Challenge and Opportunity
Coastal erosion and flooding in West Africa severely threaten people’s communities, livelihoods, safety and investments. Stronger storms and rising seas are wiping out homes, roads and buildings that have served as landmarks for generations. Some beaches are deeply mined for sand, protective mangroves are deforested, and people are increasingly vulnerable to the impact of climate change. Some residents have no choice but to move away—a trend that is breaking up communities and changing the social fabric for future generations.
Every year, an average of 500,000 people living along West Africa’s coastline are adversely affected by floods and aggravated coastal erosion. In some areas, the coastline is eroding by as much as 20 meters or more per year. In 2016, about a third of the region’s population (over 120 million) lived in coastal provinces.
Rapid and often unplanned urbanization has devastated the natural landscape that once served as a buffer for erosion and flooding. About 80 percent of coastal pollution originates from land-based sources, primarily industrial, agricultural and urban. These developments disproportionately affect the poorest and most marginalized, and will intensify due to climate change.
Coastal erosion and flooding affect coastlines around the world. The World Bank Group is the single largest provider of climate and disaster resilience-related investment finance. It is a significant player in resilient infrastructure finance through regional programs including, Caribbean Resilience Initiative and Program, Pacific Resilience Program and ongoing national programs; and the Southwest Indian Ocean Risk Assessment and Financing Initiative. The Bank has also launched the Small Island States Resilience Initiative.
While countries have started to act to contain erosion and flooding, there is an urgent need for partners to mobilize financing through coordinated regional action. Collaboration at the policy and technical levels helps countries manage erosion hotspots, and maintain the livelihoods that a healthy coastal ecosystem provides to people and economies.
West African countries are working together to address challenges posed by their shrinking coastline. The West African Coastal Areas Management Program (WACA) was developed by the World Bank Group in partnership with the program’s ultimate beneficiaries: the people who live along the West African coast and depend on it for their livelihoods, nutrition, food security, and prosperity. This program targets all 17 West African countries to improve the management of shared natural and man-made risks affecting coastal communities.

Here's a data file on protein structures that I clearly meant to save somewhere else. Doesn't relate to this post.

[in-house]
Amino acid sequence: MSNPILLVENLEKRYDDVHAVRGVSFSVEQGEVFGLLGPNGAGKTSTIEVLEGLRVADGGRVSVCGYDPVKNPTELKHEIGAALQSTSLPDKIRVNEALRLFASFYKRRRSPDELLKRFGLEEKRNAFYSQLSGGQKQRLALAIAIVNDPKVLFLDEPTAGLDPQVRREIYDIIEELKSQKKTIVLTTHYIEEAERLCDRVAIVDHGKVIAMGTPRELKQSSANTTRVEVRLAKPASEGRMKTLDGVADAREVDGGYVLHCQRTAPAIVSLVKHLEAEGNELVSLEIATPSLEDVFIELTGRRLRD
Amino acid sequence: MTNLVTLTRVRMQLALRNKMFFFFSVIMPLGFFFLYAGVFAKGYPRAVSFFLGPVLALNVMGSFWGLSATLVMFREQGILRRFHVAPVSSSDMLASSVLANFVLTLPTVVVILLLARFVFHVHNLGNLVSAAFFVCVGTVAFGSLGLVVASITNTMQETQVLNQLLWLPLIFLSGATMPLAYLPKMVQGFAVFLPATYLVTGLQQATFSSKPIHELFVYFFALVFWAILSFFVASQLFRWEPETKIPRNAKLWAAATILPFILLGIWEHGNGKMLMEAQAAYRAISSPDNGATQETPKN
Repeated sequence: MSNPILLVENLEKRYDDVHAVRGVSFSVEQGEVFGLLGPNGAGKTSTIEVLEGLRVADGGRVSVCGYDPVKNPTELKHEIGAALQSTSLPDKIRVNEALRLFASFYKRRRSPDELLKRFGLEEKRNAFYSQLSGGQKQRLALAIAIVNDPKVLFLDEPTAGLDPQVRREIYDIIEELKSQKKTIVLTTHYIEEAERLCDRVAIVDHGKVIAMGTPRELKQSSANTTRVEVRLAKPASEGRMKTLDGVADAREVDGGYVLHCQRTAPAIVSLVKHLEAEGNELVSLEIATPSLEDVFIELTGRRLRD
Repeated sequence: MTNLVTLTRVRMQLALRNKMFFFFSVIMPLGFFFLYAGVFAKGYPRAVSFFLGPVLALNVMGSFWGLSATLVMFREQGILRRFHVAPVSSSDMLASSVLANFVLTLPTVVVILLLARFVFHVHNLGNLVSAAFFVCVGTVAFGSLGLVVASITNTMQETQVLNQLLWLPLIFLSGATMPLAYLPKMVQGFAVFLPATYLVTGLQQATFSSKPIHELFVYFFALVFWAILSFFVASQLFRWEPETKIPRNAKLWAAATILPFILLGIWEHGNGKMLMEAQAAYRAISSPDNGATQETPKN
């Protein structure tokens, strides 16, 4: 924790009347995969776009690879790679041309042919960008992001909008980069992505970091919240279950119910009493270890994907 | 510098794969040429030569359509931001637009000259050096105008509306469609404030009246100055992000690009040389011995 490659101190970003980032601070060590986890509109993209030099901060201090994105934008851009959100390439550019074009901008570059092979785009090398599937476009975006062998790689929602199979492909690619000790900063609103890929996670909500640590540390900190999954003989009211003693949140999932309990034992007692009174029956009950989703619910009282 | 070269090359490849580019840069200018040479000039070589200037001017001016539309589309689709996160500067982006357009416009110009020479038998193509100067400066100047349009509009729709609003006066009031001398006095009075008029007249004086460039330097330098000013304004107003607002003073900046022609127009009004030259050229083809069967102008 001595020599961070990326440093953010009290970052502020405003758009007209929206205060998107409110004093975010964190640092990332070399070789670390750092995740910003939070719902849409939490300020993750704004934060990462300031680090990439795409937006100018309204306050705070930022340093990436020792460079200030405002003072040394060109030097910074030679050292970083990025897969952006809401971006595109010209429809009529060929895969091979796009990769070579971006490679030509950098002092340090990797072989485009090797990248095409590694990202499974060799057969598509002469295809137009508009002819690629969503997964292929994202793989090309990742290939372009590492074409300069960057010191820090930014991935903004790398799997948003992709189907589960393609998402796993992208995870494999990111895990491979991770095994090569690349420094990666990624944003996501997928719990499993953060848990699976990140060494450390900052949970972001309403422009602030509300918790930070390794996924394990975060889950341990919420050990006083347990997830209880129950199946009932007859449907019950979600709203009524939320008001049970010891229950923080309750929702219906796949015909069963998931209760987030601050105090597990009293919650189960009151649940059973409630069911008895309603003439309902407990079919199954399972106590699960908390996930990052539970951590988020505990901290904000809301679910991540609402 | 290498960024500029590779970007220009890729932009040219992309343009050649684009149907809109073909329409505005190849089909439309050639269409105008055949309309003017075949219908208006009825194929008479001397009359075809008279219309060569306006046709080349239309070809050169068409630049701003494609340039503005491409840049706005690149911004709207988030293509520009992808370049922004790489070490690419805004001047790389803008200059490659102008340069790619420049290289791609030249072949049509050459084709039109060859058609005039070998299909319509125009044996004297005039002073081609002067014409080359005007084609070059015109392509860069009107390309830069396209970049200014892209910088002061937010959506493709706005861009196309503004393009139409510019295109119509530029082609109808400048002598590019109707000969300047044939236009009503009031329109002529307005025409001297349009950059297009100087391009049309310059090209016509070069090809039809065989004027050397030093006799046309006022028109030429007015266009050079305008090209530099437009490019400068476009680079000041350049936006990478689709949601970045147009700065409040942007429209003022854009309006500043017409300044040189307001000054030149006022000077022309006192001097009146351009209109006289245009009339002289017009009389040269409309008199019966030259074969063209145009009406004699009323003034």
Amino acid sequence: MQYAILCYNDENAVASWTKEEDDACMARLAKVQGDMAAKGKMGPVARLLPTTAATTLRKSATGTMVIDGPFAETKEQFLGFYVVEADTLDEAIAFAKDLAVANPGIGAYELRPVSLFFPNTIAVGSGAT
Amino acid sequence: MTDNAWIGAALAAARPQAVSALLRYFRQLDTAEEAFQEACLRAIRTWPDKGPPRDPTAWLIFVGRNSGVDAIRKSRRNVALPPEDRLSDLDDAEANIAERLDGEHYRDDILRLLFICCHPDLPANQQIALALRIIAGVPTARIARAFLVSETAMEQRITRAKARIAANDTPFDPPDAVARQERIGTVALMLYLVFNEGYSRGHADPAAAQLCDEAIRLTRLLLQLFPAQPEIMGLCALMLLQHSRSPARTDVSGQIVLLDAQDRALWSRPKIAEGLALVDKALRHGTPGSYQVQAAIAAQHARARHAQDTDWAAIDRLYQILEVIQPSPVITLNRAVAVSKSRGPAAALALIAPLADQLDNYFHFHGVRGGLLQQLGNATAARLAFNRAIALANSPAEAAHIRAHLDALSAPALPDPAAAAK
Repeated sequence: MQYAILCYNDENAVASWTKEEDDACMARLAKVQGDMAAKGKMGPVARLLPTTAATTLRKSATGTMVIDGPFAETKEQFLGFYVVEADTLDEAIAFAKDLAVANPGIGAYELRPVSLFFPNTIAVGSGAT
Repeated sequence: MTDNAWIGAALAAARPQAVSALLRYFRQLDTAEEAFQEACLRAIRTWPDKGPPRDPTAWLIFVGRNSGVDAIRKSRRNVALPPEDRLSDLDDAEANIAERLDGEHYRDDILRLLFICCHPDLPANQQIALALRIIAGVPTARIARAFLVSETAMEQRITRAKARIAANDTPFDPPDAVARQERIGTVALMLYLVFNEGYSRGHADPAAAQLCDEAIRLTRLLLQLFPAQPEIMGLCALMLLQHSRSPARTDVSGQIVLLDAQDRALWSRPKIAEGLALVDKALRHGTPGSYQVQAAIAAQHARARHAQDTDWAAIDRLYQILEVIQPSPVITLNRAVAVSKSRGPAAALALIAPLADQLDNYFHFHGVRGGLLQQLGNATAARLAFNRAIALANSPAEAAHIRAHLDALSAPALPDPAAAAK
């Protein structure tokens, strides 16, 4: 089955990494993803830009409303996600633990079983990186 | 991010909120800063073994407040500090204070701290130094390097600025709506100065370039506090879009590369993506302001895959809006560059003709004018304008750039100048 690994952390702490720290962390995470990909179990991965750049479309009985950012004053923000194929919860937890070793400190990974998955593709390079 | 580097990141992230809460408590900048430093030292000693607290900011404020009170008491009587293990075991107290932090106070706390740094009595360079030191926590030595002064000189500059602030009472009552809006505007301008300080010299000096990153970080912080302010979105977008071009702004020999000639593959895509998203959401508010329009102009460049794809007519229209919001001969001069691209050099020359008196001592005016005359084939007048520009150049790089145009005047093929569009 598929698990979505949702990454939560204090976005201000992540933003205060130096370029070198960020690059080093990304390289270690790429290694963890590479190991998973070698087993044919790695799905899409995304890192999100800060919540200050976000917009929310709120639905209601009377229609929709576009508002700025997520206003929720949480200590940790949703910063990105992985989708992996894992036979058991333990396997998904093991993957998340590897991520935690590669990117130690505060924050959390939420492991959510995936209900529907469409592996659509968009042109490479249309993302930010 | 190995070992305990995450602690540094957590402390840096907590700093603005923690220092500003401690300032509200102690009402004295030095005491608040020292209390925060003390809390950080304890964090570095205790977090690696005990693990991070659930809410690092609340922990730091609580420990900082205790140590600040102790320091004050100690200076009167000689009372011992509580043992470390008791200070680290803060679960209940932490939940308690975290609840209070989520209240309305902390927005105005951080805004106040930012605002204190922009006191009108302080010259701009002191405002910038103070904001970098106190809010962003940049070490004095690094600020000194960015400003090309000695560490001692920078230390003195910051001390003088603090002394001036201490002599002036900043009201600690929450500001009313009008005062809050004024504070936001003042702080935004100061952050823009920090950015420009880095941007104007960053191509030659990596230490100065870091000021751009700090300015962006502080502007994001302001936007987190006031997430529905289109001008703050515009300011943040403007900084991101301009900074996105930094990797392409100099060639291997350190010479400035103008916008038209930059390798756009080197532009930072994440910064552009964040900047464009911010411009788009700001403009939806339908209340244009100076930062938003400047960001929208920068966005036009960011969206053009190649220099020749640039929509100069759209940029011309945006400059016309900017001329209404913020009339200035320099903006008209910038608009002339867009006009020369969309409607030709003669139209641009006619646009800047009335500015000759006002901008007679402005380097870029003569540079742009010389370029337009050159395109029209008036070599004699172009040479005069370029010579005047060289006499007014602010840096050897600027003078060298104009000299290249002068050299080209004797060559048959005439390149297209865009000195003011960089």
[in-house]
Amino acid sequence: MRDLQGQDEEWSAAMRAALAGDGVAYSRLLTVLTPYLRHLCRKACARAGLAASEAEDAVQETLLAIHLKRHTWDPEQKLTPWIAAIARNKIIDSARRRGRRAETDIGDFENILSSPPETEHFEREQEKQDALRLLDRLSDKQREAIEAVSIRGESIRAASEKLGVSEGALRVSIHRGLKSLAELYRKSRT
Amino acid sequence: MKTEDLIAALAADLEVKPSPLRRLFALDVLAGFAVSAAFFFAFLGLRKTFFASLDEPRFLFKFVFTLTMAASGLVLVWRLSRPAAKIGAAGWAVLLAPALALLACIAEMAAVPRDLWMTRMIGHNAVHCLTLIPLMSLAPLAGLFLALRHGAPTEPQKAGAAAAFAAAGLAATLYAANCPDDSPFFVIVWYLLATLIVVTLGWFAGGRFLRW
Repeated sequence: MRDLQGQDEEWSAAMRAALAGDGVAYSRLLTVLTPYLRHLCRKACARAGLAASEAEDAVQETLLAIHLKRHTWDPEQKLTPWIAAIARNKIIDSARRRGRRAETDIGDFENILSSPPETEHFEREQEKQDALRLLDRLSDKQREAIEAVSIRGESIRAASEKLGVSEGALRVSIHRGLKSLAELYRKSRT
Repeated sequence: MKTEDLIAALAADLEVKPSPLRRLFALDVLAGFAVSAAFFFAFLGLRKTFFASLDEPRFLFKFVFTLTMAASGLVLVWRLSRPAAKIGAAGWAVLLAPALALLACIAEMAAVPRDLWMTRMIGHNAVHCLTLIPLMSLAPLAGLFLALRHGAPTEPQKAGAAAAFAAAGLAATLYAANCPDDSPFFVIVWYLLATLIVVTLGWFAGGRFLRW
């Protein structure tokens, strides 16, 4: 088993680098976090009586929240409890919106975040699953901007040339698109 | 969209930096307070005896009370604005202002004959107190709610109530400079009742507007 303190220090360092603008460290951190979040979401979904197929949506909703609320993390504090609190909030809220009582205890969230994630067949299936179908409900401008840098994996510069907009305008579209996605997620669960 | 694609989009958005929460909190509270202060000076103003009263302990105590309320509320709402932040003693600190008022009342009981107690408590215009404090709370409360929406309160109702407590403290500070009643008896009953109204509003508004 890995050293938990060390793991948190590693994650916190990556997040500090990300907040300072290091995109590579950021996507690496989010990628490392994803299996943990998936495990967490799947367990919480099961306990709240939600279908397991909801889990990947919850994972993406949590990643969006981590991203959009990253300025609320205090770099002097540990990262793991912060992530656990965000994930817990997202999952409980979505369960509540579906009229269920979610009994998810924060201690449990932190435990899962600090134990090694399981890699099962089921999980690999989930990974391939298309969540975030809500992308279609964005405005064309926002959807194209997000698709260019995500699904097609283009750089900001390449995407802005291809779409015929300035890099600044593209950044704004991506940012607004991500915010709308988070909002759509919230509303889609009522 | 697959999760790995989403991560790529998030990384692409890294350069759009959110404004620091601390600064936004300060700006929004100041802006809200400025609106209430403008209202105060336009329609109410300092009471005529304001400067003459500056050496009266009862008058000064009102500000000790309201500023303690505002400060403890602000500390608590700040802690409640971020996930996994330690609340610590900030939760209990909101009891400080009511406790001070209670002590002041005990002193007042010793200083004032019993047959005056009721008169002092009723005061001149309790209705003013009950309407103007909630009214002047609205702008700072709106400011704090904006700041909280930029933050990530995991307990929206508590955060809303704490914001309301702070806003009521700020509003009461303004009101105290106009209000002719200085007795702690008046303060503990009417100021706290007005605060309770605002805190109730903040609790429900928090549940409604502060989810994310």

The WACA program provides countries with access to technical expertise and finance to support sustainable development in the coastal zone, using management of coastal erosion and hazardous flooding as an entry point. The World Bank and its partners are pioneering this first-of-its-kind regional approach to address severe coastal erosion.
The first West Africa Coastal Resilience Investment Project (WACA ResIP) was approved by the World Bank in April 2018. The financial package includes a credit of $120 million and a grant of $70 million from the World Bank's International Development Association (IDA); and a grant of $20.25 million from the Global Environment Facility. initially cover six countries (Benin, Cote d’Ivoire, Mauritania, Sao Tome and Principe, Senegal and Togo). It will work with existing regional institutions, including the West Africa Economic and Monetary Union.
Key facts & figures
- West Africa’s coastal population is increasingly vulnerable to the effects of climate change, especially among the poor, whose already precarious livelihoods depend on the quality and quantity of natural resources.
- At least 55 million Africans live less than 10 meters above sea level. Every year, 500,000 people in West Africa are affected by coastal erosion.
- Togo and Mauritania each lost more than 2 percent of GDP to coastal erosion in one year.
Last Updated: Aug 20, 2018